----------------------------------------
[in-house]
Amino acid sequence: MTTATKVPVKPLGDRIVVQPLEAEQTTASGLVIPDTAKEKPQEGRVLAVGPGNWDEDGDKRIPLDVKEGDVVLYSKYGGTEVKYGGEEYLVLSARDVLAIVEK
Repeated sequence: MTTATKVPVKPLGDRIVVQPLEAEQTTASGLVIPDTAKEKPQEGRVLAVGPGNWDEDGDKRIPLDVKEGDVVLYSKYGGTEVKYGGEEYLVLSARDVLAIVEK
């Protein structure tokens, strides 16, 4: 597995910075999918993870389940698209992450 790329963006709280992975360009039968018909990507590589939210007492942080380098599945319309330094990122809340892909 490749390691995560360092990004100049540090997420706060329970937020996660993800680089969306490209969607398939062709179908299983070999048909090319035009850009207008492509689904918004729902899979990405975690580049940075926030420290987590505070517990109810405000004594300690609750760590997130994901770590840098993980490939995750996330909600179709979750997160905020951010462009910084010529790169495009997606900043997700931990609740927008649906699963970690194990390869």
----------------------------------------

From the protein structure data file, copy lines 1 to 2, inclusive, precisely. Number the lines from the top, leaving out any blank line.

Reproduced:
[in-house]
Amino acid sequence: MTTATKVPVKPLGDRIVVQPLEAEQTTASGLVIPDTAKEKPQEGRVLAVGPGNWDEDGDKRIPLDVKEGDVVLYSKYGGTEVKYGGEEYLVLSARDVLAIVEK